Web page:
Building Equitable, Healthy, and Climate Change-Ready Communities in the Wake of COVID-19

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Low-income and tribal communities as well as communities of color have long borne the brunt of environmental pollution, unjust housing policies, economic inequality, and disparate access to affordable and quality health care.1 The lack of investment in these communities coupled with historic and systemic racism has resulted in toxic air, properties contaminated by industrial pollution—or brownfields—high unemployment, chronic illness, and crumbling infrastructure.2 As Peggy Shepard, co-founder of WE ACT for Environmental Justice, said:

There’s a continuum of racism that has permeated government, institutions, and all systems and sectors of society for communities of color and people of low income. The Black Lives Matter demonstrations have been a catalyst for renewing awareness and understanding of the intersectionality of issues such as environmental degradation, education disinvestment, economic instability, and housing segregation with racism.3

These hardships are now being exacerbated by the COVID-19 pandemic and its economic fallout, which have disproportionately affected people of color.4 Unemployment rates are the highest they have been since the Great Depression, and they are higher for people of color than for white people.5

The confluence of these conditions and events has worsened already-deep economic, health, and social divides and highlights the need to expand federal investment in equitable, healthy, and climate change-ready community development.6 As Congress prepares another COVID-19 relief package and a long-term economic stimulus plan, it must target significant new investment in vulnerable communities, including those that are economically disadvantaged, tribal, and majority people of color, to help address and lift long-standing and unjust environmental, health, and economic burdens. Specifically, Congress must invest in the programs and recommendations outlined in this issue brief to support just and climate-resilient community development.

Social, economic, and environmental conditions underline the need to build equitable, climate change-ready communities

The Black-white wealth gap is as wide today as it was in the 1960s due to persistent labor and housing market discrimination and segregation.7 As the pandemic-induced economic devastation continues, making it difficult for many to pay rent and put food on the table, Congress has failed to pass a second and desperately needed COVID-19 relief package. In May, however, the U.S. House of Representatives passed the Heroes Act—a $3 trillion comprehensive COVID-19 relief and economic stimulus bill—as well as an updated version in September; the Senate has yet to consider the bill.8

This summer has also seen record-breaking wildfires in the West, deadly extreme heat events, and an abnormally active and damaging hurricane season with 25 named storms—more than double the season average—and nine hurricanes, including Hurricane Laura.9 This summer was the warmest on record for the Northern Hemisphere, triggering excessive heat warnings—issued when the heat index reaches 105 degrees Fahrenheit or higher, creating dangerous public health conditions—for millions of people across the country.10 At the same time, the deadly wildfires in California, fueled by dry conditions, have already burned more than twice as much land than in 2018, the deadliest and most destructive year until 2020.11 According to climate models, this level of damage from wildfires was not anticipated until 2050.12 These and other dangerous extreme weather events and disasters have been fueled and exacerbated by climate change.13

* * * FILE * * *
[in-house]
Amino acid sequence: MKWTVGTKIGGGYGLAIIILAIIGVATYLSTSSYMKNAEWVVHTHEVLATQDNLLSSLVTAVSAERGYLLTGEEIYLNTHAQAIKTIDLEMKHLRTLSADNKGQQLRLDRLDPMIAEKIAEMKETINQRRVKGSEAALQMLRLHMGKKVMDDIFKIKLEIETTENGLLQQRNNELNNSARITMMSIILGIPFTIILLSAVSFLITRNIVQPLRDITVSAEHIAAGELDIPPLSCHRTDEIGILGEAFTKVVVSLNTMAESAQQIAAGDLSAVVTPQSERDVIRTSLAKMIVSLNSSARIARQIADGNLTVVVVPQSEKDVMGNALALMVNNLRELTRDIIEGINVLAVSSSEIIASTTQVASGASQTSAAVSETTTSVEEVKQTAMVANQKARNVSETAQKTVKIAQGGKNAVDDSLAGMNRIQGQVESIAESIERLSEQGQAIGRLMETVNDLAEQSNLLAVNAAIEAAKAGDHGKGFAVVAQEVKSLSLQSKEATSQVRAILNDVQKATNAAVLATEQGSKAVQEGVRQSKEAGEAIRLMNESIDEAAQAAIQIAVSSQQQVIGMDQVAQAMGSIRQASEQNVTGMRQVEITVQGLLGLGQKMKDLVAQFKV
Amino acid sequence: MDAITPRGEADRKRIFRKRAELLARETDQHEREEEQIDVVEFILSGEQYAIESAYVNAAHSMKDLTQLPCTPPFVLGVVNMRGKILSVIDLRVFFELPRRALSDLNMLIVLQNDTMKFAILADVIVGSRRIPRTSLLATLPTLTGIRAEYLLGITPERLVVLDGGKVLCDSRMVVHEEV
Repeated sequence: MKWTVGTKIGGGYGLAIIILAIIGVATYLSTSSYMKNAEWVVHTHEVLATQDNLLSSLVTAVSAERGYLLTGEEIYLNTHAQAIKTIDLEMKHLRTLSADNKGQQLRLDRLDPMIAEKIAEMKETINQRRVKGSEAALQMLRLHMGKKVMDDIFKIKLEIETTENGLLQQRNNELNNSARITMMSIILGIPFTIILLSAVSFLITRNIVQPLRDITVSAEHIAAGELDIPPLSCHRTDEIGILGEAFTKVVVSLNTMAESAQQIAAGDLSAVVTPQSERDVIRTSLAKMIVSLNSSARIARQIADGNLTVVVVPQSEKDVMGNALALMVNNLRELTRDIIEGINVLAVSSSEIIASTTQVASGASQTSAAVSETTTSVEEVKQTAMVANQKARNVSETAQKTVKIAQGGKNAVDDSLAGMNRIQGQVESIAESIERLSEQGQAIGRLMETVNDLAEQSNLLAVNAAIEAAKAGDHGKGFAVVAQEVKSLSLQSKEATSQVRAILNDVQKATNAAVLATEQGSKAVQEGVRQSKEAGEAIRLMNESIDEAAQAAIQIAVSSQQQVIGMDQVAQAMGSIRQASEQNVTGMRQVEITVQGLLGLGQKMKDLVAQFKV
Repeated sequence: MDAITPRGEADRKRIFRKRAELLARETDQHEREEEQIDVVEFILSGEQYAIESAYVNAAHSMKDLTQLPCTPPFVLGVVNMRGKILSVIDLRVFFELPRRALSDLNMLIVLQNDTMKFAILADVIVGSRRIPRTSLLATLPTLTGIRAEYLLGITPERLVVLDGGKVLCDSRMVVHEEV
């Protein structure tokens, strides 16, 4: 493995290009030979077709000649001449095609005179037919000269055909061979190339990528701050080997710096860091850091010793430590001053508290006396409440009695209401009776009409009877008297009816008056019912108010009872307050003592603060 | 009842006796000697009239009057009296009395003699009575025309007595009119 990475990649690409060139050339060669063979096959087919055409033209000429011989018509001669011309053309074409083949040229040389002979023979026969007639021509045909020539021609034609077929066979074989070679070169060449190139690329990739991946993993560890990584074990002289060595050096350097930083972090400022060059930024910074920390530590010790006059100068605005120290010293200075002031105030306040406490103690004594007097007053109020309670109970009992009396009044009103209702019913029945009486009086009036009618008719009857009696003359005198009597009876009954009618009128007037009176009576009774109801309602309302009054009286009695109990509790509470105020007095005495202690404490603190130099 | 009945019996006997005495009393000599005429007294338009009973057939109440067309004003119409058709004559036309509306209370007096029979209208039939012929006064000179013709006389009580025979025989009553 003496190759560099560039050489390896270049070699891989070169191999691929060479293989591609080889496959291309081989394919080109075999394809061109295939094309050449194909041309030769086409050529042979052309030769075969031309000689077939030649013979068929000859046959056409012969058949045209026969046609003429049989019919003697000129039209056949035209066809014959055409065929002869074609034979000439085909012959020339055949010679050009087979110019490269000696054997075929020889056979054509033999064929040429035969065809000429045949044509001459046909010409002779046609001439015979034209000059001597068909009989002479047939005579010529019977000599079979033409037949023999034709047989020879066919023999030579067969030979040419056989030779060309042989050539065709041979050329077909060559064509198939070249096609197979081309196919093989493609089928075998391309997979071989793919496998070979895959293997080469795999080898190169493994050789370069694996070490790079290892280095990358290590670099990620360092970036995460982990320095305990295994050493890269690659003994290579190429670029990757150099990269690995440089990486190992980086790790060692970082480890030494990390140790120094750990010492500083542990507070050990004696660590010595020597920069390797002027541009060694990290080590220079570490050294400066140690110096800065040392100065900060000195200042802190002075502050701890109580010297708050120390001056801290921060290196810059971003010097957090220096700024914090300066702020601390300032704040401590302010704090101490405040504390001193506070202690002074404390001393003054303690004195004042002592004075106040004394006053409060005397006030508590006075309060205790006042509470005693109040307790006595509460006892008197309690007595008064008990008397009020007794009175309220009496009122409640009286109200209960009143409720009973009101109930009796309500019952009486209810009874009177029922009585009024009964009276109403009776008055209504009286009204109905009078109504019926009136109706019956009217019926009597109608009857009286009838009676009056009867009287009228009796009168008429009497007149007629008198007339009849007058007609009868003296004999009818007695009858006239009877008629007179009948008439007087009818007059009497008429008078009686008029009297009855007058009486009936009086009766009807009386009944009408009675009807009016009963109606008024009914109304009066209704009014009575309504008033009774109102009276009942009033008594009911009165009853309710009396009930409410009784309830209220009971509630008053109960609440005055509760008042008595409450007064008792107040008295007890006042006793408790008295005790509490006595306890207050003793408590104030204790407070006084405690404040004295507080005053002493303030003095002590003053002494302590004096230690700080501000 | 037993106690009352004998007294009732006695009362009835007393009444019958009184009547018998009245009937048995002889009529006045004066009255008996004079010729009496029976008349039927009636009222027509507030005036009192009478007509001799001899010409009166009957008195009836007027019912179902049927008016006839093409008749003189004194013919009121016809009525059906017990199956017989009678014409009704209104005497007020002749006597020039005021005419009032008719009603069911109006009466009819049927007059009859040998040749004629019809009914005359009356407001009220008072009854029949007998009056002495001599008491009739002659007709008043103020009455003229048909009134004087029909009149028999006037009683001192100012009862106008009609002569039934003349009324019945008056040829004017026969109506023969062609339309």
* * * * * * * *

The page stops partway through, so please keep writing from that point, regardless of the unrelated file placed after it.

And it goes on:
Economically disadvantaged communities that are vulnerable to the effects of climate change typically do not have the capacity or resources to adequately prepare for or recover from extreme weather events, and they often experience more economic hardship in the wake of emergencies and disasters.14 When layered on top of multiple stressors that already overburden Black and brown communities, the impact is crippling. For example, residents in Mossville, Louisiana, a predominantly Black community, have dealt with decades of toxic pollution from nearby refineries and chemical plants before being pummeled by Hurricane Laura’s 150 mph winds that downed power lines, tore away street signs, and uprooted massive trees. The hurricane also caused a chlorine plant fire in the neighboring city of Westlake, which triggered shelter-in-place orders to avoid exposure to toxic fumes.15

The country is also grappling with a racial reckoning that was sparked by the deaths of George Floyd, Breonna Taylor, and countless other Black people at the hands of the police. This reckoning has propelled decadeslong systemic racism within law enforcement and the judicial system into the national spotlight.16 Near-constant protests in support of Black Lives Matter have spurred discussion of pervasive racism and injustice not only in police departments but also across nearly every realm of society, including environmental policies and organizations and community development.17

These interconnected events have shined a light on the need to end systemic racism and invest in the communities most deeply affected by these crises. As a result, a policy proposal to target 40 percent of the overall benefits from investing in a clean energy transformation, climate-resilient infrastructure, and affordable housing to disadvantaged communities is gaining momentum nationally and in states. This proposal is reflected in New York state’s climate law; the Evergreen Climate Action Plan, which builds upon Gov. Jay Inslee’s (D-WA) climate plan; and the platforms of other prominent federal policymakers and thought leaders.18 If implemented at a national scale, this proposal could mobilize substantial new investment to expand access to renewable energy and energy efficiency improvements, pollution-free transportation, and safe affordable housing in the communities that need it the most. To make immediate progress toward the widely supported 40 percent goal, Congress must invest in safe, healthy, and equitable community development, including by increasing funding for the federal programs described below.